The three big U.S. international airlines say competition from rapidly expanding Persian Gulf carriers has cut their passenger load to the Middle East and Asia by more than 20 percent.
That data was contained in the latest salvo from the triumvirate — American Airlines, Delta and United — as they seek federal intervention to slow the growth of gulf carriers.
In a filing this week to the U.S. Department of Transportation, the three U.S. airlines said the competition had caused sharp declines in their passenger volume from three major domestic airports that serve as hubs for routes to the Middle East and Asia.
The airlines said passenger loads from Boston were down by almost 23 percent and from Washington Dulles International Airport by 25 percent, and their joint venture partners had seen a more than 28 percent drop from Seattle on flights bound for the two regions.
The international market is vital to the U.S. airlines, which recently regained their financial footing after a decade of bankruptcies and mergers. But the companies’ return to solvency comes in an era in which there is little growth in the domestic market and international flights offer a better prospect.
The need to expand globally has resulted in head-butting with three gulf airlines — Etihad Airways, Qatar Airways and Emirates — that have emerged as dominant players in the international travel market.
“These guys are real competitive threats,” said Bill Swelbar, an MIT professor and adviser to the three U.S. airlines. He said joint-venture agreements between U.S. and European airlines are notably at risk.
“You think about a Lufthansa under attack; that makes United under attack. You make KLM and Air France under attack; that makes Delta under attack, because these agreements are very much the fabric of a joint venture,” Swelbar said.
The U.S. airlines cried foul early this year, contending that three gulf carriers receive enormous subsidies from the countries that own them. The U.S. airlines want the federal authorities to open talks with those governments under the Open Skies Agreement and to cap service to the United States by the gulf airlines at current levels while the discussions are underway.
Though U.S. transportation officials have opened a formal docket that has drawn scores of comments from interested parties on both sides of the argument, the officials have been noncommittal about their intentions, even to the point of declining to set a firm timetable for their response.
The 400-page filing by the U.S. airlines this week comes as a rebuttal to docket submissions by the gulf airlines, which said their governments are making investments in their airlines with the expectation of financial returns. They rejected the contention they were government-subsidized.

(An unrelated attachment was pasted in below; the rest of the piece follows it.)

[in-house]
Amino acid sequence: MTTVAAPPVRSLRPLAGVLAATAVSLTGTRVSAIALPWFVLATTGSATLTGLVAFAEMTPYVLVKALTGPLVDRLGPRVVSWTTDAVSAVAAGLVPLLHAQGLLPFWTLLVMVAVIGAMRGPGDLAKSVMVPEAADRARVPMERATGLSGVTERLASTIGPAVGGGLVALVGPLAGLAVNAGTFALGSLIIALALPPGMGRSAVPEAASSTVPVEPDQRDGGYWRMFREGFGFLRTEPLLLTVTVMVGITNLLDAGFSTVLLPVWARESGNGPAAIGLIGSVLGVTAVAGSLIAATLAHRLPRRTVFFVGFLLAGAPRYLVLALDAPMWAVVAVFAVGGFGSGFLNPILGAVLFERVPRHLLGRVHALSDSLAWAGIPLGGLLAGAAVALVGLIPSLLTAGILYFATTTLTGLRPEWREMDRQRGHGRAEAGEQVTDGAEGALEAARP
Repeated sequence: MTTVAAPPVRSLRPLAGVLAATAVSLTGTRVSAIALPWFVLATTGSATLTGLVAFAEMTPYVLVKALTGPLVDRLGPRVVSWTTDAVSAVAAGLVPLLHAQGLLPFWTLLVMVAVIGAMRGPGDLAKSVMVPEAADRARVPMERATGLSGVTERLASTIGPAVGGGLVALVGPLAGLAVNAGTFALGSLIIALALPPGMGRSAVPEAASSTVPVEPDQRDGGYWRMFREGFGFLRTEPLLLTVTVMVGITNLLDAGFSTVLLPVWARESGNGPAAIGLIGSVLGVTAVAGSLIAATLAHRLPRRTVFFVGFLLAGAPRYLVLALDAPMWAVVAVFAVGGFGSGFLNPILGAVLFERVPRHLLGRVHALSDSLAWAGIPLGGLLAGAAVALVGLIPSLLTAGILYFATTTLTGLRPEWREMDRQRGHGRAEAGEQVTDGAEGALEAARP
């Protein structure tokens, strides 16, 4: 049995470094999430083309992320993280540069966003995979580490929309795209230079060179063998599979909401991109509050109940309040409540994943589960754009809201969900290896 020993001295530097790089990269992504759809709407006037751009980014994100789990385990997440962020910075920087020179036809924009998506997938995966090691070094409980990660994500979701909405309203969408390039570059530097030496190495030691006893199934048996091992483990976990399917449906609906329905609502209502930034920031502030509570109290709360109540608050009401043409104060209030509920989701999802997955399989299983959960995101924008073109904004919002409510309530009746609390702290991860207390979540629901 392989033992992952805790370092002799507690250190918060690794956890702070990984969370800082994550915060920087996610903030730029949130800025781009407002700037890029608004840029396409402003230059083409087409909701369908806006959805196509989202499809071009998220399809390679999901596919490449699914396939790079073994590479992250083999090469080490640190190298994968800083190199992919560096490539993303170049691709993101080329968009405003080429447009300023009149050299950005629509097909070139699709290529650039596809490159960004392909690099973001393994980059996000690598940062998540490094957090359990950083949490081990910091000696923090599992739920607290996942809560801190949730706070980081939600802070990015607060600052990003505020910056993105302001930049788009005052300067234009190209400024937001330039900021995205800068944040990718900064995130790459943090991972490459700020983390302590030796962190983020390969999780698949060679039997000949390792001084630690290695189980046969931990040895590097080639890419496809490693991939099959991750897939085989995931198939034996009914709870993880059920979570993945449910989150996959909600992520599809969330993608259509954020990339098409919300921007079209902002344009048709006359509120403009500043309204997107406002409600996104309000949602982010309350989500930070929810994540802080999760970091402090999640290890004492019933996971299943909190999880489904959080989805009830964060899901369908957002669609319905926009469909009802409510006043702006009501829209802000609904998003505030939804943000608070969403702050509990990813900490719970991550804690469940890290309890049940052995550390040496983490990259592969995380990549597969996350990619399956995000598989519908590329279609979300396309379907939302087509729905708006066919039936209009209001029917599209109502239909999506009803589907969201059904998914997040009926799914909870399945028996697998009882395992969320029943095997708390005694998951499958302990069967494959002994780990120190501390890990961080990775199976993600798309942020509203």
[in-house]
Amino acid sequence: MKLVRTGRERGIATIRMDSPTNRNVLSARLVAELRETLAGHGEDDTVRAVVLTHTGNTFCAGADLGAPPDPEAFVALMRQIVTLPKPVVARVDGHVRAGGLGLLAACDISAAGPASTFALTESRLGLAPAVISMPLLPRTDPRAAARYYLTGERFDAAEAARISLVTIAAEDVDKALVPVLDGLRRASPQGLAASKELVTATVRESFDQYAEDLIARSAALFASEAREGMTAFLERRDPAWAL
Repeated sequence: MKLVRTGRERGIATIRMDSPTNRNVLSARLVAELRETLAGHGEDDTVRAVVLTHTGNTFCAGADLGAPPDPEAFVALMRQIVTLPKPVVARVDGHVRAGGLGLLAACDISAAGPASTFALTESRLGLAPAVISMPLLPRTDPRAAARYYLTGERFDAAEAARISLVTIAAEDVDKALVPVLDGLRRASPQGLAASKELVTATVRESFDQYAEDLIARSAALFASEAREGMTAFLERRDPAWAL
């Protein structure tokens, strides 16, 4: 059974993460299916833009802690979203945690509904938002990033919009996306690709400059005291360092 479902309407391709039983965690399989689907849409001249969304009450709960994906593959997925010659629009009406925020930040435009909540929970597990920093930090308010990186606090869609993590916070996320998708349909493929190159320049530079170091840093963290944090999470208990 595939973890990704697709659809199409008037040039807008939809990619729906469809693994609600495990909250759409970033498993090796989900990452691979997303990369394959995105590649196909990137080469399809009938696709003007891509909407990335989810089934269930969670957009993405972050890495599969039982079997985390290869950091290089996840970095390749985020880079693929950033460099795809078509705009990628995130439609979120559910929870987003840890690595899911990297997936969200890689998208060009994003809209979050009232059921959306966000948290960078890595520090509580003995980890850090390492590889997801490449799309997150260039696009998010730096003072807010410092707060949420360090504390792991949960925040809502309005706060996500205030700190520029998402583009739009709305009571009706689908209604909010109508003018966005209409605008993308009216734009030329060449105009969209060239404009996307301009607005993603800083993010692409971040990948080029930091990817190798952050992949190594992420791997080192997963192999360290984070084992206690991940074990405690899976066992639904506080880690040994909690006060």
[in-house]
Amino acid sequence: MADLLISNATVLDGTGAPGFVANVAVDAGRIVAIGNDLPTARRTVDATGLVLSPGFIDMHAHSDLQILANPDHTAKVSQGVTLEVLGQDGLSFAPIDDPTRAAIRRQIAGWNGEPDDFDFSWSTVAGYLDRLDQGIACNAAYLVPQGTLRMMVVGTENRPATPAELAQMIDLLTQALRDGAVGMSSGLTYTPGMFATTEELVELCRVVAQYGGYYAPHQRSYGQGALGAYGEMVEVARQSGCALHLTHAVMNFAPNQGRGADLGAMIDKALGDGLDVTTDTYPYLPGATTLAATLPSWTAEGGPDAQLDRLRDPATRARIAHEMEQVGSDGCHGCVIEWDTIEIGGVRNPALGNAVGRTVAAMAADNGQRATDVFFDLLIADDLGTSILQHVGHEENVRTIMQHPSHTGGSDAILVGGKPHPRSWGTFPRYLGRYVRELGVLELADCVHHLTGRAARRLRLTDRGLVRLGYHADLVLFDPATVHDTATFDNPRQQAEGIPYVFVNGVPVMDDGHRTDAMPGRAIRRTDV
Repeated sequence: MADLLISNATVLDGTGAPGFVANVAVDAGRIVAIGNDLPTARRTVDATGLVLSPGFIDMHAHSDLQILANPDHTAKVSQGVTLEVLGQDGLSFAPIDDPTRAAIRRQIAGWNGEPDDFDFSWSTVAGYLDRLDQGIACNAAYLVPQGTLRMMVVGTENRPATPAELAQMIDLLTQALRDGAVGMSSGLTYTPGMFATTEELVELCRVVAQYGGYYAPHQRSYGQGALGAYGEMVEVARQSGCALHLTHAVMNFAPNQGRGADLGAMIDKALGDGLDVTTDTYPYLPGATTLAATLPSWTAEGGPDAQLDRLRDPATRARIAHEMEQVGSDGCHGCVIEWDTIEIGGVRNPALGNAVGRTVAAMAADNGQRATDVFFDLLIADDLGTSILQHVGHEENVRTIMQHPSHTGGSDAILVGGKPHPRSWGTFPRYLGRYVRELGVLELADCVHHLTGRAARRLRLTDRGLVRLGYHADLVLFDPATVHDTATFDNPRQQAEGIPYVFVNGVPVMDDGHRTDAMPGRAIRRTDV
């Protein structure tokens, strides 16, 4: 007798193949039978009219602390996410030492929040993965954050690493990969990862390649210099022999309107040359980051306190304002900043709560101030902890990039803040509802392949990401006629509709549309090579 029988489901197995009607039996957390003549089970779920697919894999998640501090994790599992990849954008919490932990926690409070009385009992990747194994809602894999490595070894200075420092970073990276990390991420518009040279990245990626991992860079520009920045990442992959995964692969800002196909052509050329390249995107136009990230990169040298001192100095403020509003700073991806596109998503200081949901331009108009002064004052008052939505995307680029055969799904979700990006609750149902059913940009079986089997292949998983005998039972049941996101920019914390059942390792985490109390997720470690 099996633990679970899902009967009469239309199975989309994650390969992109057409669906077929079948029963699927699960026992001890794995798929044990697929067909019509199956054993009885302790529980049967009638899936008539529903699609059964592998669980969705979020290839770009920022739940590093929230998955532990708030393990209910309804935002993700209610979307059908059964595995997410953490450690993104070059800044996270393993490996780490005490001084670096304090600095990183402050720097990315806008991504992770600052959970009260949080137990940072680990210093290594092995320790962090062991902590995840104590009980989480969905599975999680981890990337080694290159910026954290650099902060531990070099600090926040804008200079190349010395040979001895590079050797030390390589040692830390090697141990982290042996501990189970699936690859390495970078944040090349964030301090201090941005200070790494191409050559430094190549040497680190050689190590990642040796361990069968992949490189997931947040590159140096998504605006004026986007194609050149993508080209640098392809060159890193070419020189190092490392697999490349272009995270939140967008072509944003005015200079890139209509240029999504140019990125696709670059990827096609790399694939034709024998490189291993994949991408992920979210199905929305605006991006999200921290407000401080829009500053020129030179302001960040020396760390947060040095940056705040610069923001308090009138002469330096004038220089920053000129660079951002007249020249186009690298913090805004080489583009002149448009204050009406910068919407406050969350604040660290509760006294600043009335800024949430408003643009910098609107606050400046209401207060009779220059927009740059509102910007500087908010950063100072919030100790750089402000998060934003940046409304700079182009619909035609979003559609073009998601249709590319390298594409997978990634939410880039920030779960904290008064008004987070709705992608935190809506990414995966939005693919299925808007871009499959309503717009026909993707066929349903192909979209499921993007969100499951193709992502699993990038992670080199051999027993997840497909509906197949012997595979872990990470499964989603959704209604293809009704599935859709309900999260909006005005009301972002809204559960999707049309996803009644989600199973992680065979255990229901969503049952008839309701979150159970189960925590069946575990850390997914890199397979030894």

Determining subsidies vs. investments is challenging because the gulf airlines have no obligation to open their books as a publicly traded U.S. corporation must.
As an example of a subsidy, the U.S. filing cited the $7.8 billion that the United Arab Emirates spent to expand and transform the airport in Dubai for the benefit of Emirates airline. The filing also pointed to government land that was given to Qatar Airways to build office and residential space. And it said financial statements showed that Etihad received billions in cash from the Abu Dhabi government.
“Time and time again the gulf carriers manipulate the facts in order to support their false claims,” said Jill Zuckman, spokeswoman for the three U.S. airlines. “The Obama administration should closely review this evidence and quickly request consultations.”
Any hope for a united American front in the dispute fractured this month when FedEx and another U.S. international cargo carrier, Atlas Air Worldwide, and two smaller U.S. passenger carriers, JetBlue Airways and Hawaiian Airlines, weighed in against the push to open negotiations under the Open Skies Agreement.
Open Skies agreements with more than 100 nations allow airlines from different countries equal access to one another’s airports without interference from the respective national governments. A U.S. official who spoke on the condition of anonymity because of the sensitivity of the situation said it would be “a major breach” of Open Skies if the United States tried to limit the access of gulf airlines to U.S. markets.
Bijan Vasigh, a business professor at Embry-Riddle Aeronautical University, predicted that’s unlikely to happen and suggested the U.S. airlines may have a second motive.
“This could be some type of preemptive strike by the U.S. airlines to [force] some sort of voluntary restrictions by Emirates, Etihad and Qatar,” Vasigh said.